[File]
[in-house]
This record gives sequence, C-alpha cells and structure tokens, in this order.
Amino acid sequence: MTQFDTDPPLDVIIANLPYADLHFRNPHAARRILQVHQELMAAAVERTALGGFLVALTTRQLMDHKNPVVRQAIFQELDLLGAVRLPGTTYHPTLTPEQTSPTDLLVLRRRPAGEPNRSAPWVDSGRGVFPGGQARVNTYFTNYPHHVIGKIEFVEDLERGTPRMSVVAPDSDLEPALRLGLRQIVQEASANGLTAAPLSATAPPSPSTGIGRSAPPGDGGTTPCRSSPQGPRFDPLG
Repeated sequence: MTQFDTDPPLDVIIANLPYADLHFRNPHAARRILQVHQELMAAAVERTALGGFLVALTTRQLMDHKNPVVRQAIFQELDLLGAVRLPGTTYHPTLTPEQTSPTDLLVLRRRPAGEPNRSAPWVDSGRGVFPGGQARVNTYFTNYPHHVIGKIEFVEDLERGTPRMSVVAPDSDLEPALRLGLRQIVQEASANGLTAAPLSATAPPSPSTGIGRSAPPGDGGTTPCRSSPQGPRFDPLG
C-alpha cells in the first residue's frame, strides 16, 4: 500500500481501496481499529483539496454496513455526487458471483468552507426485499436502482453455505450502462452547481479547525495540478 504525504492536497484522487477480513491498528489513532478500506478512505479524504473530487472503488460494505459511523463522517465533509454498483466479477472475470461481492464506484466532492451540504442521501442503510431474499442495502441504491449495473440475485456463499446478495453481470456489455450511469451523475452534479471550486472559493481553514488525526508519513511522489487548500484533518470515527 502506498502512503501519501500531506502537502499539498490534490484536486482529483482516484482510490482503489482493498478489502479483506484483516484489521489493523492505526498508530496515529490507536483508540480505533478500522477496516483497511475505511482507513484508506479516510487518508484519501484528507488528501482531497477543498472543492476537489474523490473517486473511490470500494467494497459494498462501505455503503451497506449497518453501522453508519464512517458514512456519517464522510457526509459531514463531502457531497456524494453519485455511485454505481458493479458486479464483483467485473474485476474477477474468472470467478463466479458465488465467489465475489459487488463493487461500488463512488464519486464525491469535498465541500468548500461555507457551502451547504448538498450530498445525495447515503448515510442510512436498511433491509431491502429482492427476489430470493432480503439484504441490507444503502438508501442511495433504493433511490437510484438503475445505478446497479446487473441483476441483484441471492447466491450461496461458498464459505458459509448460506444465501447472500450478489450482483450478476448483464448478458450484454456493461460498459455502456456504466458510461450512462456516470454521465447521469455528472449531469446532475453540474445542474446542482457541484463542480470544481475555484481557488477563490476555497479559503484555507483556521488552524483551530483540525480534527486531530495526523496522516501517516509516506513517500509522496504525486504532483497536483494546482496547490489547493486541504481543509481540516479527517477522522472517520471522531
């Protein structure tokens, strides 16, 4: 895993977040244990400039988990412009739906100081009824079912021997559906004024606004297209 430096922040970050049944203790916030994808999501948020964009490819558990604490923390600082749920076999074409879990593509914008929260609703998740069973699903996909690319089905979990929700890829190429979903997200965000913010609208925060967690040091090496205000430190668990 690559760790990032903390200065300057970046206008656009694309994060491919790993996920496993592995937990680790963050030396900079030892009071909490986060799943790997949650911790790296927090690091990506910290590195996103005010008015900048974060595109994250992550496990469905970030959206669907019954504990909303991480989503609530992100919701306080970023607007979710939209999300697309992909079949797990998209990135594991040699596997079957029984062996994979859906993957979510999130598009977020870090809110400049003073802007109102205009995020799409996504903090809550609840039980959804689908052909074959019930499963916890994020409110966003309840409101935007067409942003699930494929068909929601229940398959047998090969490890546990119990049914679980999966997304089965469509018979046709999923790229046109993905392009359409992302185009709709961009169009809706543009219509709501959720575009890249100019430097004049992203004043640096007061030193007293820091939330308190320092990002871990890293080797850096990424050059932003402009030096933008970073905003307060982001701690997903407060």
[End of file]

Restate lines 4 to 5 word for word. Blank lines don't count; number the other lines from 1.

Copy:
Repeated sequence: MTQFDTDPPLDVIIANLPYADLHFRNPHAARRILQVHQELMAAAVERTALGGFLVALTTRQLMDHKNPVVRQAIFQELDLLGAVRLPGTTYHPTLTPEQTSPTDLLVLRRRPAGEPNRSAPWVDSGRGVFPGGQARVNTYFTNYPHHVIGKIEFVEDLERGTPRMSVVAPDSDLEPALRLGLRQIVQEASANGLTAAPLSATAPPSPSTGIGRSAPPGDGGTTPCRSSPQGPRFDPLG
C-alpha cells in the first residue's frame, strides 16, 4: 500500500481501496481499529483539496454496513455526487458471483468552507426485499436502482453455505450502462452547481479547525495540478 504525504492536497484522487477480513491498528489513532478500506478512505479524504473530487472503488460494505459511523463522517465533509454498483466479477472475470461481492464506484466532492451540504442521501442503510431474499442495502441504491449495473440475485456463499446478495453481470456489455450511469451523475452534479471550486472559493481553514488525526508519513511522489487548500484533518470515527 502506498502512503501519501500531506502537502499539498490534490484536486482529483482516484482510490482503489482493498478489502479483506484483516484489521489493523492505526498508530496515529490507536483508540480505533478500522477496516483497511475505511482507513484508506479516510487518508484519501484528507488528501482531497477543498472543492476537489474523490473517486473511490470500494467494497459494498462501505455503503451497506449497518453501522453508519464512517458514512456519517464522510457526509459531514463531502457531497456524494453519485455511485454505481458493479458486479464483483467485473474485476474477477474468472470467478463466479458465488465467489465475489459487488463493487461500488463512488464519486464525491469535498465541500468548500461555507457551502451547504448538498450530498445525495447515503448515510442510512436498511433491509431491502429482492427476489430470493432480503439484504441490507444503502438508501442511495433504493433511490437510484438503475445505478446497479446487473441483476441483484441471492447466491450461496461458498464459505458459509448460506444465501447472500450478489450482483450478476448483464448478458450484454456493461460498459455502456456504466458510461450512462456516470454521465447521469455528472449531469446532475453540474445542474446542482457541484463542480470544481475555484481557488477563490476555497479559503484555507483556521488552524483551530483540525480534527486531530495526523496522516501517516509516506513517500509522496504525486504532483497536483494546482496547490489547493486541504481543509481540516479527517477522522472517520471522531